The group is asking for compensatory damages estimated at more than $8.7 million.
Nearly 80 former and current employees of BuzzFeed accused the company in complaints on Tuesday of bungling its stock market debut and denying the workers the chance to sell their shares at a higher price.
In two claims, made to the American Arbitration Association, which resolves disputes out of court, the employees said the company had failed to properly instruct them on how to trade their shares immediately after the initial public offering in December.
The groups are asking for compensatory damages estimated at more than $8.7 million, according to the claims, which were viewed by The New York Times.
“The Kafkaesque tribulations through which the claimants were dragged have wreaked havoc on their financial lives,” one complaint said.
A BuzzFeed spokesman said in a statement on Tuesday that “BuzzFeed prioritized communication with former and current employees last year to provide them with the information they needed to manage their equity.”
“It’s regrettable that the stock price declined, but there is no merit to the claims and we intend to rebut them vigorously,” the spokesman added.
BuzzFeed, a news and entertainment publisher, began trading on Dec. 6. The company’s stock price fell sharply in the days after it went public, and employees say they were not able to sell their shares until the price had dropped nearly 60 percent, to less than $5.
Some workers are still unable to sell their shares, according to the complaints.
The arbitration actions represent 77 employees, who collectively had more than 900,000 shares of BuzzFeed stock when it went public. The two claims were filed separately before the American Arbitration Association because a clause in the employees’ contracts requires certain disputes to go to arbitration instead of court. That clause is common in employment contracts as an effort to prevent class-action lawsuits. Arbitration claims are decided by an impartial third party, though many are settled before that decision.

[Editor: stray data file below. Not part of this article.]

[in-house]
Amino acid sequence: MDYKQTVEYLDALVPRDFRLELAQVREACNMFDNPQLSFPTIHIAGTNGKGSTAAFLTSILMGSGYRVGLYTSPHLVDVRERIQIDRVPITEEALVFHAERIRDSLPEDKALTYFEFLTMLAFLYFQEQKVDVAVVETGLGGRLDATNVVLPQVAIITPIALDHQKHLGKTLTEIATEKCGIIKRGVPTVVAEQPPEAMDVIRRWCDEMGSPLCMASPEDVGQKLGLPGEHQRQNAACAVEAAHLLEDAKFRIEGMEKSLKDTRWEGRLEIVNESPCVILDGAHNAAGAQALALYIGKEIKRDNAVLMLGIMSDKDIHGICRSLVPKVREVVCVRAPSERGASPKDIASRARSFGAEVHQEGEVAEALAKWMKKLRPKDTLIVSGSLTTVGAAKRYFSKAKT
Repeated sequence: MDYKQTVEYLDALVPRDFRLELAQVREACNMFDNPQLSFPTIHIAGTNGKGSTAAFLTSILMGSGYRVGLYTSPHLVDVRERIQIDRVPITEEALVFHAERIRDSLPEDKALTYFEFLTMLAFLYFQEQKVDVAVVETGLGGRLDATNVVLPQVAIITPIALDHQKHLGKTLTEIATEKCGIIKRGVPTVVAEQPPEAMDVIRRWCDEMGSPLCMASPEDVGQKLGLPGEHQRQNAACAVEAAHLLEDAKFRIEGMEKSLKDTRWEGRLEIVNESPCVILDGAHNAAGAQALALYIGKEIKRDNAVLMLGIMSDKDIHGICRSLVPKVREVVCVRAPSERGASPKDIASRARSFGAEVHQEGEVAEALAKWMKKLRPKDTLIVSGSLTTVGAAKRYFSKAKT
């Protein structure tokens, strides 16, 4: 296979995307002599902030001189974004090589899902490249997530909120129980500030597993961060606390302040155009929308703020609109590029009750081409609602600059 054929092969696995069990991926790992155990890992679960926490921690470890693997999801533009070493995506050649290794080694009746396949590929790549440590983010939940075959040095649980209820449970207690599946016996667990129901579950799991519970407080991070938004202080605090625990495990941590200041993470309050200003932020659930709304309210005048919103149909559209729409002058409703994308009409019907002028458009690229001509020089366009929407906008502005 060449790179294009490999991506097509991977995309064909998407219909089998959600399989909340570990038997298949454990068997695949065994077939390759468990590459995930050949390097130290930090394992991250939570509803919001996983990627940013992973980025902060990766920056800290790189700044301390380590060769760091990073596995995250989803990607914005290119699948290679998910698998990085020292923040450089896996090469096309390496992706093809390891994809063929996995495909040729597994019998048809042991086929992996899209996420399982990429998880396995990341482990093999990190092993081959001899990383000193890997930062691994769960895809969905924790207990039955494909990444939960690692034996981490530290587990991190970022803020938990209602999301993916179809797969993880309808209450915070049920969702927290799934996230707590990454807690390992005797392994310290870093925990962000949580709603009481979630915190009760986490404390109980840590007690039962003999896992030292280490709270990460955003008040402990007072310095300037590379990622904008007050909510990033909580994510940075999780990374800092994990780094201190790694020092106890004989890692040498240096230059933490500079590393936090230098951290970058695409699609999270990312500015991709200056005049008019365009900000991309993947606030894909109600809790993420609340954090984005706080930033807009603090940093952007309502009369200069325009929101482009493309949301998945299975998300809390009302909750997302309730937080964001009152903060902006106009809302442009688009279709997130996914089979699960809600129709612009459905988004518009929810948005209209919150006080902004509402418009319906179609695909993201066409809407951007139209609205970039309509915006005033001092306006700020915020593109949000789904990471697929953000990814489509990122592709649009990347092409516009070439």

In addition to naming BuzzFeed and some of its top executives as defendants, including its founder, Jonah Peretti, the complaints name Adam Rothstein, the executive chairman of a shell company that merged with BuzzFeed, and Continental Stock Transfer, a transfer agent hired to help with its initial public offering.
Mr. Rothstein and Continental did not immediately respond to a request for comment.
BuzzFeed was co-founded by Mr. Peretti in 2006. According to the claims, the employees, which includes reporters, web developers, editors and salespeople, had mostly joined BuzzFeed in its early days when it was a scrappy start-up. They accepted low salaries because they were also given stock options, the employees said, and Mr. Peretti frequently promoted the eventual plan to take the company public.
In June last year, BuzzFeed announced its plans to merge with a special purpose acquisition company, or SPAC, called 890 Fifth Avenue Partners in order to go public. The deal valued BuzzFeed at $1.5 billion. The company is worth about one-third of that now.
By the time of the merger in December, about 94 percent of the over $250 million raised by the SPAC was withdrawn by investors, leaving the company with only $16 million. The complaints argued that because of this, BuzzFeed executives had a fiduciary duty to re-evaluate the plans to go public. But the I.P.O. went ahead, and BuzzFeed began trading on Nasdaq on Dec. 6 under the ticker symbol BZFD.
The employees, the claims said, were looking forward to finally cashing in their shares but quickly realized that they were unable to do so because they had not been told extra steps were needed to convert their Class B shares before they could sell them.
The blunder is not associated with what is commonly known as a “lockup” agreement that prevents top executives from selling shares for a specified period, typically about six months. In this case, employees could sell as soon as they filed necessary paperwork ahead of the public debut, but they were not given enough time to complete the application until after the company hit the stock market, the employees say.
Communications from Continental and BuzzFeed offered contradictory and vague advice about the stock transfers, according to the complaints, and employees were told the conversion of shares would take three to five business days. At the same time, BuzzFeed’s stock price, which had spiked in early trading, was rapidly dropping.
“As a result, claimants — some of whom still are unable to trade their shares as of the date of this filing — lost the opportunity to sell their hard-earned shares for good value and have been left with stock trading at a mere fraction of its I.P.O. price,” one of the complaints said.
One employee texted with Mr. Peretti on Dec. 6 to express his frustration, and, according to the complaint, Mr. Peretti complained that he had not been able to cash out his shares at as high a price as he had hoped, either. On Dec. 7, BuzzFeed emailed employees and said they “sympathize with your frustration with this process.”
BuzzFeed will report earnings next Tuesday for the first time since going public.
BuzzFeed I.P.O. Illegally Shortchanged Employees, Dozens Claim – The New York Times